Book Review: Breaking Orbit

Going back to sci-fi: I just finished reading Breaking Orbit by Robert C. Murray. This is the first short novel in the Titan Run Trilogy, and is a great read for a lazy weekend.

The story follows the lives of Hugh, Ann, and Dalton as they each face crossroads in their lives that set them on a path toward the unknown. Hugh and Dalton, lives entwined with each other, face sudden separation as Dalton gains a promotion opening a door to an opportunity he can't pass up. For Hugh, dealing with recent trauma in his own career, having the one he loves leave to captain a space ship throws his own world into chaos. Determined not to let Dalton's absence hinder his own life, Hugh signs on to a different ship to experience space for himself. Meanwhile, Ann, dealing with the loss of her mother, after years of helping her mother through severe illness, finds herself desperate for a new start, all while fighting the ghosts of her past.

Breaking Orbit is a fast and easy read set on Mars with humanity scattered across the solar system. This first book in the trilogy sets the stage for these three people and their shipmates as they prepare for and embark on a lengthy trip to Titan.

What I like about this book is that it was an easy read. It didn't get so bogged down in the science that I felt like I needed to break out a dictionary to understand what I was reading. It also didn't get so bogged down in the how-to's of science and space travel that any portion of it was unbelievable or boring. There are elements and portions of this book that reminded me of a cross between the Star Trek franchise and Red Planet. (The movies) I enjoyed the pictures this book painted of Mars, the efforts to transform it, and the way of life the people of Mars experienced. Overall, the book was light and airy in the sci-fi department as the author focused on introducing the main characters.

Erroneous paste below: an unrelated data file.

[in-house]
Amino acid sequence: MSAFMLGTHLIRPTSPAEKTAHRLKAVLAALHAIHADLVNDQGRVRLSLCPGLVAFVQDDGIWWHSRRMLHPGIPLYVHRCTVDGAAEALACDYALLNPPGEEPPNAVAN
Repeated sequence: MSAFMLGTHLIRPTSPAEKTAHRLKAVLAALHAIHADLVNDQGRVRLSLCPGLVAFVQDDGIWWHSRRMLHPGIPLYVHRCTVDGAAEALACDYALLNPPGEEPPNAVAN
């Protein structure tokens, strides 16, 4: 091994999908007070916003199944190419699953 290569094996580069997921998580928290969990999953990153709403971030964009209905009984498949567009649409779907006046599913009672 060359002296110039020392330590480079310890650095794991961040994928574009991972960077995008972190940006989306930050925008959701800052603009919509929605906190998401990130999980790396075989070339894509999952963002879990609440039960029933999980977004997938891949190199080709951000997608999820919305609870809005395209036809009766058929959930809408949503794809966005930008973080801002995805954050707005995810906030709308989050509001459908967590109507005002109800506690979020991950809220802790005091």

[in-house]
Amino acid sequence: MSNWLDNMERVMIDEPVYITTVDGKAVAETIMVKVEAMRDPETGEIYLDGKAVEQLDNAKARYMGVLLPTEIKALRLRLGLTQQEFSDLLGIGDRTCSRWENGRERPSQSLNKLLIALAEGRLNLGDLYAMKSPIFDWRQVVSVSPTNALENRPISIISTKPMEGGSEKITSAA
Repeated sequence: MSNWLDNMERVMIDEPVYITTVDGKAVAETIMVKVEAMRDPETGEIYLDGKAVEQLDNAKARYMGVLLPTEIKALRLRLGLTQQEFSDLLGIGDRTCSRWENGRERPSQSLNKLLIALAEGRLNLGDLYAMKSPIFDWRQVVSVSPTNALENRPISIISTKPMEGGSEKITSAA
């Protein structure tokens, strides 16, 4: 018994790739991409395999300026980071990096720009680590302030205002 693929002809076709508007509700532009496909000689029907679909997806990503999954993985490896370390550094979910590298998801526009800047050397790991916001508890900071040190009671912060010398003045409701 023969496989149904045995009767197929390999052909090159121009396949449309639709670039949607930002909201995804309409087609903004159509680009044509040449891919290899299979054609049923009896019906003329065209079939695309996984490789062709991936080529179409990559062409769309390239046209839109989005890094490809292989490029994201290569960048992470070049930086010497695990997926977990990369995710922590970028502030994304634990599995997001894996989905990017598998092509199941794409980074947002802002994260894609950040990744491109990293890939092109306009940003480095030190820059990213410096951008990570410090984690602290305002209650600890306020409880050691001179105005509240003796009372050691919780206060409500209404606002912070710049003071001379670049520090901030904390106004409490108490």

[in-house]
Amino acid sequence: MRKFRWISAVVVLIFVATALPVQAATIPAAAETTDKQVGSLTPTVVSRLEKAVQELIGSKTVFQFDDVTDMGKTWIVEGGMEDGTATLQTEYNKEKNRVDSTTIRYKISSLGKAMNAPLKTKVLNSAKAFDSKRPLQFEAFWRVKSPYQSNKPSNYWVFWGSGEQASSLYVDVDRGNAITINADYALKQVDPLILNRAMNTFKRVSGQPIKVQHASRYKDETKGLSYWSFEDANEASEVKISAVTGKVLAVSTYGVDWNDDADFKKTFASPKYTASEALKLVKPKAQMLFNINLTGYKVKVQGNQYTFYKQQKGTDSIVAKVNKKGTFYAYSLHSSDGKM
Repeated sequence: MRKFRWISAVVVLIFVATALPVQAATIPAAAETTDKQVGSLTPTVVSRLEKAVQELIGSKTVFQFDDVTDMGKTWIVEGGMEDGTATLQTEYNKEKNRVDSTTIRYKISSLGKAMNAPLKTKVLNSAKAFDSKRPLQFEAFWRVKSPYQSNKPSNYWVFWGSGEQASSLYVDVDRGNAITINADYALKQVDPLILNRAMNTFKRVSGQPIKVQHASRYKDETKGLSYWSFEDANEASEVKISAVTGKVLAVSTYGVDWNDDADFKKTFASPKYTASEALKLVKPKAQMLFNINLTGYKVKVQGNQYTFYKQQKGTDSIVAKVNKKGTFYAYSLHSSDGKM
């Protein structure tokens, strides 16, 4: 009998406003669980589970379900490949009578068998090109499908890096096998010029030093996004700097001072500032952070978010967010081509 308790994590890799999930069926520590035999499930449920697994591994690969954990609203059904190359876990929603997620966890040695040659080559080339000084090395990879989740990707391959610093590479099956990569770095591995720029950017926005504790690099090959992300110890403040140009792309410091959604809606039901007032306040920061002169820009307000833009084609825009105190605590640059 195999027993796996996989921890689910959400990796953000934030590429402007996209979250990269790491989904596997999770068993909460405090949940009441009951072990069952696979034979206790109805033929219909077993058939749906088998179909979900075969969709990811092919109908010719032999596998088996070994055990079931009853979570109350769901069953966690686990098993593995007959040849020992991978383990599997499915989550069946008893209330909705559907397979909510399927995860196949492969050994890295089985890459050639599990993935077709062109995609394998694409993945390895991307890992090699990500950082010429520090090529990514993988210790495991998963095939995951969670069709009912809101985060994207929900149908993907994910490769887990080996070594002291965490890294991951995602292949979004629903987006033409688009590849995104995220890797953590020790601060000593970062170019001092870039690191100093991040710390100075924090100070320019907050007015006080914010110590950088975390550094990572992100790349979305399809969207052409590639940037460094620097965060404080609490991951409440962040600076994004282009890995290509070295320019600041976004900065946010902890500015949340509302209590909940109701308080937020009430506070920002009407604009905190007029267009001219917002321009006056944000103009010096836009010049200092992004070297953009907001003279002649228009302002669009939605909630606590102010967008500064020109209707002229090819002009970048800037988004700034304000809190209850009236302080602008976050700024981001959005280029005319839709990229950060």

However, I was not as much a fan of the overall arc of the main characters, or the introduction to some of the supporting characters. Some of the relationships had implied pasts that clearly affected current personal and professional relationships, and maybe the author intends to lay those out more fully in the following books, but I was left asking questions that there are no answers to in this first book. Makes me feel like some things shouldn't be mentioned at all if there is no point in the current book that it can be explained in better detail. In that regard, the development of those numerous supporting characters started off soooo good, but then felt abrupt and rushed. For the main characters, the author worked hard to make them relatable, but sadly, even they fell a little flat.

In the end, I did enjoy Breaking Orbit, and feel caught up in the adventure enough that I will be reading the next books as well. This is a good book for new and old fans of the sci-fi genre.

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